Paula Froelich goes to Mongolia’s Flaming Cliffs to hunt for dinosaur bones.
Photo by Getty Images. Design by Lauren DeLuca for Yahoo Travel.
Deep in the Gobi Desert is an explorer’s dream: a real life dinosaur graveyard. Sixty million years ago, velociraptors and other dinosaurs roamed this part of the earth, which was then a grassy, leafy area. Now a stark desert, it is filled with their bones.
This site, Byanazag, otherwise known as the Flaming Cliffs, is especially famous because in the 1920s, American paleontologist Roy Chapman Andrews discovered dinosaur eggs there — proving dinosaurs were reptilian and didn’t have live births. Today, discoveries are still made every day.
The Flaming Cliffs of Mongolia are full of dinosaur bones.
Unlike sites in other parts of the world, in Mongolia you can still wander around unobstructed on these cliffs. What looks like stone may be bone, but you have to lick it to see.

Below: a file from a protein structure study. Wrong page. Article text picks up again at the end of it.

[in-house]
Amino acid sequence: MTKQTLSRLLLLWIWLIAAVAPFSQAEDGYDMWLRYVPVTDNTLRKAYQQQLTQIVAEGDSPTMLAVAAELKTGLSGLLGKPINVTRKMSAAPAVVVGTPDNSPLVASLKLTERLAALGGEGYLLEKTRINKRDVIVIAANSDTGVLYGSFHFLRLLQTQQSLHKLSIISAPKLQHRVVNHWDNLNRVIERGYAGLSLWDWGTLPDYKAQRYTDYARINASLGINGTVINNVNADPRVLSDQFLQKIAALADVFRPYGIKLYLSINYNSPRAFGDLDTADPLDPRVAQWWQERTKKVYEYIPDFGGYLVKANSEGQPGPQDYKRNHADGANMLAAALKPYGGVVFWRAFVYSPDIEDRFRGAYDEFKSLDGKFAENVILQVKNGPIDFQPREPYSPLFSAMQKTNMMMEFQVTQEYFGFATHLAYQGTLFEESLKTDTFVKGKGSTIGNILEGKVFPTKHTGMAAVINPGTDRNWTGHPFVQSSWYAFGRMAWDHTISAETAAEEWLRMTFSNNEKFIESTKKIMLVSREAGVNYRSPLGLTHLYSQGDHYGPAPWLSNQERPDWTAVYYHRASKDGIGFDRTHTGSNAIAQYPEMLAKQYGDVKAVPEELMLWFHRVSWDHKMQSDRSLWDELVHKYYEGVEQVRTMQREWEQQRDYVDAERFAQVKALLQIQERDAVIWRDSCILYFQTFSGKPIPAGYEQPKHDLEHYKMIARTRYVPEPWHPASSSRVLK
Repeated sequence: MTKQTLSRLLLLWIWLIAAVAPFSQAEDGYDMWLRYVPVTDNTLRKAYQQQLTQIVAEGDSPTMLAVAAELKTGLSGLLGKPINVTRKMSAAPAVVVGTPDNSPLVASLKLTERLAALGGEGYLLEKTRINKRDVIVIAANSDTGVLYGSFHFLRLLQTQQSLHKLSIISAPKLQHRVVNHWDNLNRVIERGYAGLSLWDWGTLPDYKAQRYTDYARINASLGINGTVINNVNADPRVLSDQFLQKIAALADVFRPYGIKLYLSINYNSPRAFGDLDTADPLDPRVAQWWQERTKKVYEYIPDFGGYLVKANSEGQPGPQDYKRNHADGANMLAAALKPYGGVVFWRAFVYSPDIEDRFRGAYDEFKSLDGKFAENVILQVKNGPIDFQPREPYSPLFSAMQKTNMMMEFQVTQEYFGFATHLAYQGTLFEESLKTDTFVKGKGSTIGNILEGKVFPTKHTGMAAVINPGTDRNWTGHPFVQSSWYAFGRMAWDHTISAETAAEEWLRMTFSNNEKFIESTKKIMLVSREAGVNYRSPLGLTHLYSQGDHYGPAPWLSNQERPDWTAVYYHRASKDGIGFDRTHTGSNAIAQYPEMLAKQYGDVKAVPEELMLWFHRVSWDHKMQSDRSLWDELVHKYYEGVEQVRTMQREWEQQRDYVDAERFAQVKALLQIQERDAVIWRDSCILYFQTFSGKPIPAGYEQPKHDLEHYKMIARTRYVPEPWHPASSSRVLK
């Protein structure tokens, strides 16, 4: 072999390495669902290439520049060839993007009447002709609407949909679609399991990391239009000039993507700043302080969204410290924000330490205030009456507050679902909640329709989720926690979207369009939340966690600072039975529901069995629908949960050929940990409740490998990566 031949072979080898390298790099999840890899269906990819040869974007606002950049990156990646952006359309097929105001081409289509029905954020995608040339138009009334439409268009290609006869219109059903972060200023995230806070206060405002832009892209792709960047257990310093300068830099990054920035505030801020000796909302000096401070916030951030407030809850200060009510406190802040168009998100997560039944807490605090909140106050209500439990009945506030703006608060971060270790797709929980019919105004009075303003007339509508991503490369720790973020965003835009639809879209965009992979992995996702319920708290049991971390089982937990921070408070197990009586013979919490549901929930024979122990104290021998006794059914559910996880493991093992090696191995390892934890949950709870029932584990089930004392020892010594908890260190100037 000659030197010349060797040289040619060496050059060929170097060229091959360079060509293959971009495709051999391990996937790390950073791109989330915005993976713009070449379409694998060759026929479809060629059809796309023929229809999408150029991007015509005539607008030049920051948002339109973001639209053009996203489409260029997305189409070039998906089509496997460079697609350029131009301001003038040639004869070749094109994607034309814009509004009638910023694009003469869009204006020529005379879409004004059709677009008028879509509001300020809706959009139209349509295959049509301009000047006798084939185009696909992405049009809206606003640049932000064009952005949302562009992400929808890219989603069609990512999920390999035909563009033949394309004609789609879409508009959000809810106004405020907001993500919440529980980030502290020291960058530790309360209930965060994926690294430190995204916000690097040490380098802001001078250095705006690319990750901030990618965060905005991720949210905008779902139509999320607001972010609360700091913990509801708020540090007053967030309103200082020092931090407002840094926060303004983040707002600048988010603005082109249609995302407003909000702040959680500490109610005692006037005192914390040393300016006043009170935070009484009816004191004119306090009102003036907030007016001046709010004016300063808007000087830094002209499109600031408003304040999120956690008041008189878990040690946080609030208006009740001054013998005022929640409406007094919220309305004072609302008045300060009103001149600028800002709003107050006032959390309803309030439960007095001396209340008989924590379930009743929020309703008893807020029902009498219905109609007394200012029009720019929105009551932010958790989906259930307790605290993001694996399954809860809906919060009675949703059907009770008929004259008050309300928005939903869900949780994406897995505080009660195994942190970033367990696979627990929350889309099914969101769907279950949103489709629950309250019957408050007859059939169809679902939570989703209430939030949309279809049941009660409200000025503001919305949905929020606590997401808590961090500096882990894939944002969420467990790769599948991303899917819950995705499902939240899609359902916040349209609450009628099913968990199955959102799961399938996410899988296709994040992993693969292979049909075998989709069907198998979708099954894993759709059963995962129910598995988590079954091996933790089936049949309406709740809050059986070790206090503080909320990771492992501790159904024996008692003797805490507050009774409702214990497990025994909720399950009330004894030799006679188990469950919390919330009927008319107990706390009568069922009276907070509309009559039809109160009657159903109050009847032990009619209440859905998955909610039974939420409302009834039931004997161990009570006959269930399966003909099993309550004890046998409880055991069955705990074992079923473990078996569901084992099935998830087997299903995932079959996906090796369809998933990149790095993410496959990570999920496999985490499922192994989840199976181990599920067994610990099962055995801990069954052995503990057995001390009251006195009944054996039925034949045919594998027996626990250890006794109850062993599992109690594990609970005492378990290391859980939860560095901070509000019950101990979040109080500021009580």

My guide, Timur Yadamsuren from Intrepid Travel, elucidated: “You have to lick it — if your tongue sticks to it, it is bone. If it doesn’t, it is stone.” [Note: It is entirely possible Timur was messing with me and just wanted me to lick a bunch of stones, but some did stick and others didn’t so…]
However, if you do find dino bones (and, according to my sticky tongue, I did), it is illegal to remove them.
“You must take them to the museum or alert the government,” according to Timur.
An added bonus to this graveyard is the landscape, which, not unlike the Badlands in South Dakota, is made up of red and orange sandstone. So when the sun sets and the light strikes the cliffs, they look like they are on fire (hence the name, the Flaming Cliffs). It is a truly magical, mythical place and not one to be missed, especially for those of us who grew up dreaming of dinosaurs.
Thanks to Intrepid Travel for showing us such a good time in Mongolia!
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